‘Lukashenko is scared, and the Kremlin may demand payment for its political support by pushing for the introduction of a single currency, the deployment of military bases and more,’ said Valery Karbalevich, an independent Minsk-based analyst.
‘In this situation, it would be much more difficult for him to resist and bargain with Putin.’
Sviatlana Tsikhanouskaya, the top opposition candidate in Belarus’ last election who left the country under official pressure, charged that Lukashenko was acting out of a sense of impunity in diverting the flight.
‘The European Union has to be stronger, braver in its resolutions and decisions,’ she said after meeting Dutch caretaker Prime Minister Mark Rutte in The Hague.
Moscow has helped buttress Belarus’ economy with cheap energy supplies and loans, but the ties have often been strained with Lukashenko scolding Moscow for trying to force him to relinquish control over prized economic assets and eventually abandon Belarus’ independence.
In the past, the 66-year-old Belarusian leader has tried to play the West against Russia, raising the prospect of a rapprochement with the EU and the United States to wring more aid out of Moscow.
Such tactics no longer work after Lukashenko’s brutal crackdown on protests last fall in the wake of a vote that handed him a sixth term but opposition said was rigged.
Belarusian President Lukashenko and his son Nikolai on the boat trip with President Putin
More than 35,000 people were arrested amid the protests and thousands beaten – moves that made him a pariah in the West. The flight’s diversion has now cornered the Belarusian strongman even more.
Some in the West have alleged Russia was involved in the Ryanair flight’s diversion – something Moscow angrily denies – and warned that it could exploit the situation to draw Belarus ever closer and possibly even incorporate it.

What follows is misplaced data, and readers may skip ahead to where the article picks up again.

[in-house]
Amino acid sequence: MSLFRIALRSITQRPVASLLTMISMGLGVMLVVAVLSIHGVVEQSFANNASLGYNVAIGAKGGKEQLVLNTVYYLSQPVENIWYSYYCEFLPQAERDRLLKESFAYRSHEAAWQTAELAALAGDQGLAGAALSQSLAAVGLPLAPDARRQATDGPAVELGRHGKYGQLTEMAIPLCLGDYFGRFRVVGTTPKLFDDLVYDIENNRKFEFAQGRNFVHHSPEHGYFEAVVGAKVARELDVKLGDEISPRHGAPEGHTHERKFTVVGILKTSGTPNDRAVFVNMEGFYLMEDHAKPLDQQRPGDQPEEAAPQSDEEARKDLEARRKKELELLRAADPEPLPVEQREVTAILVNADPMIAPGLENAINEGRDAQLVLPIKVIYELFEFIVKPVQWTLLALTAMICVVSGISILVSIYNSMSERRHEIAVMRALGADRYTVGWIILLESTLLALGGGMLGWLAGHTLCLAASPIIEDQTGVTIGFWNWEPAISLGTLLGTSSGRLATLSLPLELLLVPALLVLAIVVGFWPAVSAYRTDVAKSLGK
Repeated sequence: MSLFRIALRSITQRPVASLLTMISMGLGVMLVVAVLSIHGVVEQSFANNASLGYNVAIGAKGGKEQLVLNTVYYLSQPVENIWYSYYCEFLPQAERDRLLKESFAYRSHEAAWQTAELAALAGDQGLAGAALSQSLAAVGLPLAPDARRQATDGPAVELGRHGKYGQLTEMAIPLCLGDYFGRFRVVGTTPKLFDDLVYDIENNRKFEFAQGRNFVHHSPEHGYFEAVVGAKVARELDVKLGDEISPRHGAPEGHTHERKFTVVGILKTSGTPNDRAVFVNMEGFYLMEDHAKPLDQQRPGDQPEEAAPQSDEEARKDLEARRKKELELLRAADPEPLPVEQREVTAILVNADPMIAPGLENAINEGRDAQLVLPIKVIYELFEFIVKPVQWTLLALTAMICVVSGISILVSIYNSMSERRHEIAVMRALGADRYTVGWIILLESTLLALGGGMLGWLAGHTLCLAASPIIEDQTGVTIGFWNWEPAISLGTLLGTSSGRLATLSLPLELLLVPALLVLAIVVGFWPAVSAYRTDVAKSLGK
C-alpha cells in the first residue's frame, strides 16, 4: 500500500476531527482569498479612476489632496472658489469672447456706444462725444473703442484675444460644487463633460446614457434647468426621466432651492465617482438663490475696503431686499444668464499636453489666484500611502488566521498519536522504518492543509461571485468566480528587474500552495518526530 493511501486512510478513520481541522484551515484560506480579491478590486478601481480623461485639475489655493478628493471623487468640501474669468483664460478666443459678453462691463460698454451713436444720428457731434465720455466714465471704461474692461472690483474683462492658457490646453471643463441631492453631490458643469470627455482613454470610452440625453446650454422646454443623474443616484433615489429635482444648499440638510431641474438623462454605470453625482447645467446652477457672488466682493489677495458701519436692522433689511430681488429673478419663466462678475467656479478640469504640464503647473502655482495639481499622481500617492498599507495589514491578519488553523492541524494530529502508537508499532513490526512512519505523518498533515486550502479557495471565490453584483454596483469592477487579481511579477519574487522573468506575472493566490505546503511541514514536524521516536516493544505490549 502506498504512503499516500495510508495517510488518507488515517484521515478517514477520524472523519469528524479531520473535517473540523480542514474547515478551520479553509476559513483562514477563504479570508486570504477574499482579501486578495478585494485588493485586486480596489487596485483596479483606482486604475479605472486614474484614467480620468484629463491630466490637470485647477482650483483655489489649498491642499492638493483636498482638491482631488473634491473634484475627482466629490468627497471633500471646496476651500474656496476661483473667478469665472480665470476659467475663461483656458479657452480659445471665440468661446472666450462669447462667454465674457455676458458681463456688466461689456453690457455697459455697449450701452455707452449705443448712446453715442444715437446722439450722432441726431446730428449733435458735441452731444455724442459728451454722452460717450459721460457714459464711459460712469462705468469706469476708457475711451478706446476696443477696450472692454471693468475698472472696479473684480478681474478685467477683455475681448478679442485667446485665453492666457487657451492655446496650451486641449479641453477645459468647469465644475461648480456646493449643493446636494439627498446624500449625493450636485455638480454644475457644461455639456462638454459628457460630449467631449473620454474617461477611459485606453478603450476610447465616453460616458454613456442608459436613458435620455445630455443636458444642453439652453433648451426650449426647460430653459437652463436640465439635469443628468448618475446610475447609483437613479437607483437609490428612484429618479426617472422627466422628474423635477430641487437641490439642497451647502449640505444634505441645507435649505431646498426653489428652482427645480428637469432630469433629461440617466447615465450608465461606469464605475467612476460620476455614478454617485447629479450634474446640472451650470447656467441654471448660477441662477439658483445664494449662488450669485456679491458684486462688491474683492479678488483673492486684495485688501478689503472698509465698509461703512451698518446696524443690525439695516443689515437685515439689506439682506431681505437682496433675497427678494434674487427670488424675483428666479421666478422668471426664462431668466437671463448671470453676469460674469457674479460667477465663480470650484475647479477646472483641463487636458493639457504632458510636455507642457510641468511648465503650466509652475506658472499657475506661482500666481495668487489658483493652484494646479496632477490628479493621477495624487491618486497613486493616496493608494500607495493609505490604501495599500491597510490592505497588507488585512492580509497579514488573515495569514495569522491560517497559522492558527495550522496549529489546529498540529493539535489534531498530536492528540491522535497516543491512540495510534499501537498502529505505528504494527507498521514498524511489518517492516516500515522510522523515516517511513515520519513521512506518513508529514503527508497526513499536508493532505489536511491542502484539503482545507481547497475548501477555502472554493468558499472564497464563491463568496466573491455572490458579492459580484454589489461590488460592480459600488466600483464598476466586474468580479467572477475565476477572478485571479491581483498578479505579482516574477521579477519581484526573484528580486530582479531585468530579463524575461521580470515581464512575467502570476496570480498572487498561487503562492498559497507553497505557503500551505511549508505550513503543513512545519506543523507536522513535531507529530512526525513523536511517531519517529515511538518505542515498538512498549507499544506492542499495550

Lithuanian Foreign Minister Gabrielius Landsbergis charged Thursday that ‘Lukashenko is playing with Putin, and trying and helping Putin to annex the country,’ adding that ‘we should send the signals to Russia as well that annexation wouldn’t go well with Europe.’
On Friday, Russian Foreign Ministry spokeswoman Maria Zakharova denounced the EU’s decision to ask European airlines to avoid Belarusian airspace as ‘utterly irresponsible and threatening passengers’ safety.’
As European airlines seek to skirt Belarus, Russia has refused some requests to change the flight paths of service to Moscow over the past two days in an apparent gesture of support for Lukashenko but allowed some flights to proceed Friday.
Austrian Airlines, for instance, canceled a flight from Vienna on Thursday, though the carrier said it was given permission to avoid Belarus for flights on the route Friday, according to the Austria Press Agency.
It is still awaiting word on further flights. Air France canceled flights from Paris to Moscow on Thursday and Friday.
How flights are flying AROUND Belarus after Ryanair flight was hijacked as it crossed airspace
Belarus leader Alexander Lukashenko ordered the hijacking of a Ryanair plane as it crossed Belarusian airspace so he could arrest dissident blogger Roman Protasevich and girlfriend Sofia Sapega this week.
Since then, the EU has directed flights around Belarus until the matter is resolved.
The move – which takes longer – is expected to burn more fuel.
Flights paths formulated by the Financial Times show just how out of the way people-carriers are forced to go.
Amsterdam to Bangkok on May 21 vs May 24: The grey line shows the route on May 21 going through Belarus. The purple line shows the route just three days later on May 24